How to travel with children

Traveling with children can be both a blessing and a curse. While there is fun in showing children the world and getting out of the daily grind, this very act of breaking out of the daily grind comes with hassle – and that’s before you’ve considered the flights, activities and meals. What was meant to be a vacation may end up being anything but.

Don’t listen to me: all is not dark. There are many family destinations and experiences around the world that will delight children and adults alike. But you will have to be prepared.

Whether it’s knowing what to pack; the world’s most family-friendly destinations; Where to stay; and how to keep your patience while you do it – here’s our guide to creating lasting memories with your family and saving some of your sanity at the end.

Main photo: By the sea in La Coruña in Galicia, Spain (Getty Images)

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Where to go on vacation with children?

Since becoming a parent in 2020, that’s the question I’ve been asked more than any other. I’ve had a handful of successful vacations over the past few years; but I’ve had a lot of bad ones too. It also depends on the age of your children. What works for a younger baby won’t work for a toddler, and what works for an older child will revolt teenagers.

For a fly-and-flop break, ease is the top priority – and making sure both adults and kids have enough to do on the ground. I’ve found it’s hard to beat the ease of an all-inclusive resort here, and destinations such as Turkey, Greece, Spain and Dubai offer plenty of great options, with excellent kids’ clubs also.

The best trips we’ve had have been to Dubai, which is surprisingly family friendly – from the ability to order taxis with car seats, to the activities on offer in the city, from the beach to air-conditioned soft play in one of the many shopping centers – and southern European countries like Greece and Spain, where children feel welcome in all settings.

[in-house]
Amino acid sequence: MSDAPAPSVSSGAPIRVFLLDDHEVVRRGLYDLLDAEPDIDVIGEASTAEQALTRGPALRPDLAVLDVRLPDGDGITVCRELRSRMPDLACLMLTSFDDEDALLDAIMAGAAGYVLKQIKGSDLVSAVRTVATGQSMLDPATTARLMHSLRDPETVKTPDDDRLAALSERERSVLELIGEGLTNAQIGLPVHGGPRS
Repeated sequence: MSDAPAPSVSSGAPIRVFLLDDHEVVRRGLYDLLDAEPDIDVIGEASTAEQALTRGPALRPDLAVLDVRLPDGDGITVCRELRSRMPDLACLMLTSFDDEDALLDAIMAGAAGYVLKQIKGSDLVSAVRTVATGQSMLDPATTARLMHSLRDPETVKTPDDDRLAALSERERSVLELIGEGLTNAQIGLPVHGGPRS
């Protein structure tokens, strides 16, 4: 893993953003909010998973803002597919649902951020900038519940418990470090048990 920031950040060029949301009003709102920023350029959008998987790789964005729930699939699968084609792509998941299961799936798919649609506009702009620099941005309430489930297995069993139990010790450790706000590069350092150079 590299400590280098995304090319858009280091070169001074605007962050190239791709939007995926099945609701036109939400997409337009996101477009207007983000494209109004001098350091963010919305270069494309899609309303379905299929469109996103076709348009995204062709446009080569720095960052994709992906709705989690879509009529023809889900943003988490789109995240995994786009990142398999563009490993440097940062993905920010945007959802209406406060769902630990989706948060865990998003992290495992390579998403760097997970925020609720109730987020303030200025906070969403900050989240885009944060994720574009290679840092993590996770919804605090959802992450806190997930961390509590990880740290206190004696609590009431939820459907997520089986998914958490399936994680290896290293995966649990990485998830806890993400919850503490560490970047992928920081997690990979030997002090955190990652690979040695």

As for the worst? Various trips to Paris have convinced me that this is the least family-friendly city break — the metro doesn’t have a lift, the brasseries are pretentious with kids, and you have to pay to use the only good playground — and anywhere that requires a lot of driving (a road trip we took from Belfast to Derry with a 14-month-old wasn’t one of my best ideas) is generally a no-no.

Cycling in Thailand (Getty Pictures)

Where should I stay?

Those with children will be familiar with the age-old mix between the flexibility of self-catering or the on-demand facilities and services of a hotel. There are benefits for both.

For young children, access to a kitchen and (especially) a washing machine is a great idea, meaning self-catering is usually better suited. An apartment or villa – take a look at the options on platforms such as Airbnb, Vrbo and the Plum Guide – is also useful if you’re traveling with more than one child or in a larger group. (Just be sure to select a family option with no sharp edges or free access to the pool.)

On the other hand, hotels offer the full range of facilities and, to say the obvious, there is always someone to help you, whether with activities or problems, even if you will not have not as much space as in an apartment.